Both bars are located next to each other and each has a door that connects to a third bar called
Wolfhound Bar.

Another good place to party is Traps. YouÂ’ll know what I mean about the party life when you come here.

There is so much to explore outside the boundaries of Suva. Activities range from white water rafting to bush walks to simply exploring a Fijian village complete with thatched houses.

DonÂ’t be surprised if the people put on a feast in your honour and perform dances for you. This
is simply the hospitality of the Fijian people being practised.

If you make it as far as Navua ( 30 minutes out of Suva) your trip to the village (located high up the winding roads) will end with you being sent down on a leisurely trip down-river on a bamboo raft complete with local guides.

All you have to do is relax, soak in the sun and enjoy the feel of the water as your fingers skip along the surface of the fresh water river.

This is probably the first word that youÂ’ll hear when you enter Fiji.

Nestled in the blue lagoons, swaying coconut trees and the friendly smiles of the Fijian people, Fiji is definitely an idyllic country to come to.

IÂ’m not into Latitude and Longitute (simply because I donÂ’t know it) but Fiji is smack bang in the middle of the South Pacific. I suggest consulting an Atlas if you really want to get

Consisting of three hundred plus islands; the majority of which are uninhabited, Fiji is located at the crossroads of the South Pacific where culture and tradition come alive.

Fiji is a blend of past and present, where tradition and modernisation meet.

No matter what you’re looking for in Fiji, be sure that there is an island in Fiji that caters for your need and has your name on its sandy beach.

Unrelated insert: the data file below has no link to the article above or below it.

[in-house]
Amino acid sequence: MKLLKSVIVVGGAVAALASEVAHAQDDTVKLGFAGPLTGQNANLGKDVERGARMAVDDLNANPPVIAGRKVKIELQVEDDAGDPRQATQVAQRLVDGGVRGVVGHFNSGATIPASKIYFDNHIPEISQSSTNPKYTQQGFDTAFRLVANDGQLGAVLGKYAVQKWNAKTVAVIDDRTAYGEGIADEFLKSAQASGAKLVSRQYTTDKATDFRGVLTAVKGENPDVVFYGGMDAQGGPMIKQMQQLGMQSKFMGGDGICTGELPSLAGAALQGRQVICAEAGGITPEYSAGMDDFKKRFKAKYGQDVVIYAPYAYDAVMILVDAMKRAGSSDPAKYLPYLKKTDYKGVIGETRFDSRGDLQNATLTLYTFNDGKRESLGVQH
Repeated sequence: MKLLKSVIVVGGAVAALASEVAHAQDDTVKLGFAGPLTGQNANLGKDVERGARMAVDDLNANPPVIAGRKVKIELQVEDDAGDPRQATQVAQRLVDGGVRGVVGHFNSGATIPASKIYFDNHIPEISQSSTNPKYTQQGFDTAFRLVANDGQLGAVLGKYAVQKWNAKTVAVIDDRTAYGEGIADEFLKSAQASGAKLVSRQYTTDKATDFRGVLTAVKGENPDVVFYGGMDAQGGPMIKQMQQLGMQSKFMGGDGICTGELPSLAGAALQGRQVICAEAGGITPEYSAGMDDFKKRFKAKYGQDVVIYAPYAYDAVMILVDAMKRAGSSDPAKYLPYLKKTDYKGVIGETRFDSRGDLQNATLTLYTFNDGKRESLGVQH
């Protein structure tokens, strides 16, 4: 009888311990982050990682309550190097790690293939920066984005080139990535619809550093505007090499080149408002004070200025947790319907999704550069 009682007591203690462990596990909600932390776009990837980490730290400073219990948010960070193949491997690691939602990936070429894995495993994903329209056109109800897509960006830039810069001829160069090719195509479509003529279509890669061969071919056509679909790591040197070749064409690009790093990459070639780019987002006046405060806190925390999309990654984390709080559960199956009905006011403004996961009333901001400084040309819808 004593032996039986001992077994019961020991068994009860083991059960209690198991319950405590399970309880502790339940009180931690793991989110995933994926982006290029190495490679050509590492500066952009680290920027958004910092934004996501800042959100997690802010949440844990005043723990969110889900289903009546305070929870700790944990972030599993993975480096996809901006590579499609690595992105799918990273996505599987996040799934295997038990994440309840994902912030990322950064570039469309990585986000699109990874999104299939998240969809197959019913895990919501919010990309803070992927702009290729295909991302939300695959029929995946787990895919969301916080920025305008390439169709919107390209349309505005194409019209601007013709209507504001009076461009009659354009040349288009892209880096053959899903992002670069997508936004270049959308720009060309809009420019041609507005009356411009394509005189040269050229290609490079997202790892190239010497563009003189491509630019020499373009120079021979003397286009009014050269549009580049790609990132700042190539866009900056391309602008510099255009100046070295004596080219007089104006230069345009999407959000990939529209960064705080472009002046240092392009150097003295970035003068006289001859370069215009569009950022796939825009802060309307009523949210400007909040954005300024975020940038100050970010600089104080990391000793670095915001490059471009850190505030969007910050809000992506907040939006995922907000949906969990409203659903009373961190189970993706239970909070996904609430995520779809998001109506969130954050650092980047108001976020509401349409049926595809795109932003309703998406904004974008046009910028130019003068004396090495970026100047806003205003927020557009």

The main stay for travellers are Nadi town (gateway into Fiji) and Suva (Capital city).

There are many places to stay no matter what budget youÂ’re on; so all you have to do is check-in, relax with your bowl of kava (FijiÂ’s traditional drink which is earth-brown in colour and many times been mistaken for muddy water) and soak it all in!

Fiji runs on GMT. Well, only planes, buses, cinemas and boardrooms do, while the rest of the country runs on what we locals like to call “Fiji Time”.

ItÂ’s simply an atmosphere where people do things at their own pace and no ones in a hurry to move on with life.

YouÂ’ll need a good pair of hiking boots, adequate amount of insect repellent, a good camera and loads of film to catch those Kodak moments.

For more info about Fiji, I definitely give the Fiji Visitors Bureau the thumbs-up.

Finally, IÂ’m Hudson Mitchell, your correspondent for the Fiji Islands.

Born and raised in the Fiji Islands, IÂ’m 19 ( two more years to glorious freedom), under 6ft tall (still a growing boy IÂ’m told), have an excellent pair of Heavy Duty Voyager boots (simply the best) and am badly infected with the travelling bug ( I hear a lot of it is going around nowadays)!!

Each month IÂ’ll be bringing you updates on the Fiji Islands and I hope that someday you will come to love Fiji; the way the world should be.

I hope that youÂ’ll enjoy all that the Fiji Islands and its people have to offer you!